A benefit of the final rule is to eliminate a paperwork requirement of reporting the identity of shipyard competent persons to the Agency on two forms and to clarify the duties of the competent person, Certified Industrial Hygienist, and Marine Chemist. The Agency believes that full compliance with existing Subpart B would eliminate the average of one to two annual fatalities. However, the Agency also concludes that mandating the new comprehensive elements of the final standard (for training, duty to other employers, and rescue) will contribute to compliance and discipline in applying Subpart B and will reduce the number of fatalities. The Agency also concludes that increasing the oxygen content to 19.5 percent by volume, specifying the order of atmospheric testing, and limiting oxygen to no more than 22 percent by volume reduces significant risk relative to the requirements of existing Subpart B. The shipyard industry largely conforms to these practices at the present time.
G. Regulatory Alternatives
The Agency also believes that the proposed rule is the most cost-effective regulatory alternative for this industry. If the general industry "permit-entry confined spaces" standard (29 CFR 1910.146) were applied to land-side activities - or all shipyard work - costs would be incurred to re-train shipyard production workers in a second procedure for entering and working in confined spaces, for attendants, and for establishing a written program. The Agency estimates that this would cost the industry approximately $104 million annually. These costs are not as high as estimates found in the comments to the docket because the final general industry permit spaces rule differed significantly from the proposed rule, especially on the number of attendants that would be required. Adopting the general industry confined spaces for only land-side shipyard operations could also result in increased risk of accidents if shipyard workers had to apply two distinct standards to their work. Confined space work is routine in shipyards and employees frequently shift back and forth between land-side and vessels.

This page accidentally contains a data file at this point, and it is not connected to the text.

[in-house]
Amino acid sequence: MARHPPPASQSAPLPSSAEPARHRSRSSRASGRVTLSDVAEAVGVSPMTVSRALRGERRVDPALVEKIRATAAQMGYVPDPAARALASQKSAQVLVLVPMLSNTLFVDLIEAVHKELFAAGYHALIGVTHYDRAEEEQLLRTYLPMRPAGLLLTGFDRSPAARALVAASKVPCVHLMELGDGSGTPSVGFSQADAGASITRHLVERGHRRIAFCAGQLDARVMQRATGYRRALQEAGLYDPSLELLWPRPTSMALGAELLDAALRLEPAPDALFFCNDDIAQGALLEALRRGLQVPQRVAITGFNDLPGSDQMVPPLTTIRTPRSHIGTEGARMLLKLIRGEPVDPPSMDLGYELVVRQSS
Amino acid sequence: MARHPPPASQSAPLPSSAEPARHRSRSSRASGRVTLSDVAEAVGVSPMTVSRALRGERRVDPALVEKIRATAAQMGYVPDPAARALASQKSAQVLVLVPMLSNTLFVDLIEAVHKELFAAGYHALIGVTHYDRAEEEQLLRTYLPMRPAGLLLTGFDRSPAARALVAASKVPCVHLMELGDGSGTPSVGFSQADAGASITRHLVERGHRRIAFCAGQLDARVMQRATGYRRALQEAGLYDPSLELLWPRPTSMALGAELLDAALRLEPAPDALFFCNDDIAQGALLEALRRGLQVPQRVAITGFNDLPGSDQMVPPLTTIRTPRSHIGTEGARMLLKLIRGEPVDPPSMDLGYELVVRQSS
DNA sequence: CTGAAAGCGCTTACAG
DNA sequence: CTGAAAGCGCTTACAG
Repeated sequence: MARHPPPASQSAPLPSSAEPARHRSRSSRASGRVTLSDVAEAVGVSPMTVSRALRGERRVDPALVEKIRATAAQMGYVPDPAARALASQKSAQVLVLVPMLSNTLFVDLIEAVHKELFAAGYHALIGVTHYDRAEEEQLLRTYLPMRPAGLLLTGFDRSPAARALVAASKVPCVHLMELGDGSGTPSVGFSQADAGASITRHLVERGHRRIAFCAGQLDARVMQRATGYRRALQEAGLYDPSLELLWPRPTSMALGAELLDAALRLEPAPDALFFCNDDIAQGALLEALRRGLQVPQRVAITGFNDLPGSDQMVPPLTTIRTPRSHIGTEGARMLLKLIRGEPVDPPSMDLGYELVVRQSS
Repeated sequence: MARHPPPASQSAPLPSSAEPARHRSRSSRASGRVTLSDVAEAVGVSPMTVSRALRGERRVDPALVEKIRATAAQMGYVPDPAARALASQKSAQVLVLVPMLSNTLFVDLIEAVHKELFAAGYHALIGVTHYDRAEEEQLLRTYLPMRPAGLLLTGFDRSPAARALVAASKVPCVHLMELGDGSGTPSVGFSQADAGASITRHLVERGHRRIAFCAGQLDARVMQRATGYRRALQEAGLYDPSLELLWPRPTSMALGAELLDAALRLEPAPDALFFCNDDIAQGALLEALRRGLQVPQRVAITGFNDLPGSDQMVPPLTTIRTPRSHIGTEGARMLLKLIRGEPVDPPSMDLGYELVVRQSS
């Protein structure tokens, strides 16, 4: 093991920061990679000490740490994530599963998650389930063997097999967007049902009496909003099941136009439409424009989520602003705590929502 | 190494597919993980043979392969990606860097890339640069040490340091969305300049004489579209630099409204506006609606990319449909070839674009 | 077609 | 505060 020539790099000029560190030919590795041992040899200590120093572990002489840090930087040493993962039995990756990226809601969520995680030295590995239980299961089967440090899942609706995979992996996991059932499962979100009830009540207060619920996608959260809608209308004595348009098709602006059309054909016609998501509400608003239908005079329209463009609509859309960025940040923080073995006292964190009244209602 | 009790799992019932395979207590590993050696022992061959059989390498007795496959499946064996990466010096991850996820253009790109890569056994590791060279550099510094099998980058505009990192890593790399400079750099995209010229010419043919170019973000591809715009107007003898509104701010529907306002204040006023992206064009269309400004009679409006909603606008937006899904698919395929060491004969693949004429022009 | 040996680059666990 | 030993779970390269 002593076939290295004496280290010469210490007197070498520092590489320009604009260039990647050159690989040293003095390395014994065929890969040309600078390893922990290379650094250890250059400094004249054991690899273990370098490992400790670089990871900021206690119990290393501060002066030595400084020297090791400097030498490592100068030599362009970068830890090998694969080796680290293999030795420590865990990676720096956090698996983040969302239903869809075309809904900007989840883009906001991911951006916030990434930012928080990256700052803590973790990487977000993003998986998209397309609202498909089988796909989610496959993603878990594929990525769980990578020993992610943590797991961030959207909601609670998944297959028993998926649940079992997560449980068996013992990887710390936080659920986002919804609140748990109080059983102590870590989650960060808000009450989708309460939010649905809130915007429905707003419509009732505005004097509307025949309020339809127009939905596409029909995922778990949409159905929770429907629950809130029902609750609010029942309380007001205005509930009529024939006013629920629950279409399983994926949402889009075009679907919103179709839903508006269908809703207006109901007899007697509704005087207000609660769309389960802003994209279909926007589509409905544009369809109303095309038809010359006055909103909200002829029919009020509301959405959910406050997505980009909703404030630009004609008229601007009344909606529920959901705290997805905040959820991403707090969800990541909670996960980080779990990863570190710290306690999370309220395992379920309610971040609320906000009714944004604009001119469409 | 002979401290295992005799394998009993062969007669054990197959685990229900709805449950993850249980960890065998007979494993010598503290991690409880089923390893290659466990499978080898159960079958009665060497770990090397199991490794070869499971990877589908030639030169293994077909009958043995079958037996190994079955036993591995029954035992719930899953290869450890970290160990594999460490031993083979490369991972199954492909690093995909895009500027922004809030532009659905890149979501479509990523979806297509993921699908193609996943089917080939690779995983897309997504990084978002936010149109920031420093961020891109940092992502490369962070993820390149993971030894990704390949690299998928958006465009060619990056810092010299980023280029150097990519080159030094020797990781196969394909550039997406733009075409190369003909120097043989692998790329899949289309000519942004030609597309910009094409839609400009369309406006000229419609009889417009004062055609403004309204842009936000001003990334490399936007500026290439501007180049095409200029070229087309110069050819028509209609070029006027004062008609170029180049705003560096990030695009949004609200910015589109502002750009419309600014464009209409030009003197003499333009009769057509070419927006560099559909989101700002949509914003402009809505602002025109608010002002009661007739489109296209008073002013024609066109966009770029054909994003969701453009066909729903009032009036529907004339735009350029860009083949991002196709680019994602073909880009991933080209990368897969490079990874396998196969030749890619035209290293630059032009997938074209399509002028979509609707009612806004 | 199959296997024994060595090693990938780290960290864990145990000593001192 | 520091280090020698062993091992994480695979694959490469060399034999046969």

A second regulatory alternative would be to apply the general industry standard to all shipyard work. Here the program costs would be as great as the first alternative but the Agency has concluded that there would not be additional benefits. The shipyard confined space standard is in many ways a more restrictive subset of the general industry standard. The additional program-based elements of 1910.146 would not improve the safety of confined space entry in shipyards because the shipyard standard is even more comprehensive in its coverage of hazardous atmospheres. Further, its approach to inspection, testing, and ventilating spaces has become an integral part of the routine work activity in shipyard employment.
Confined and enclosed space and other dangerous atmosphere work in shipyards is unique: it is routine; hazardous atmospheres are common; and the work activity itself frequently introduces or creates hazards. The confined spaces of each ship are different. A ship's interior structure may consist of a series of nested confined spaces, one within the other, each of which may be irregular and accessible through small hatches. Safety procedures based on attendants or quick rescue are not a safe or a practical solution.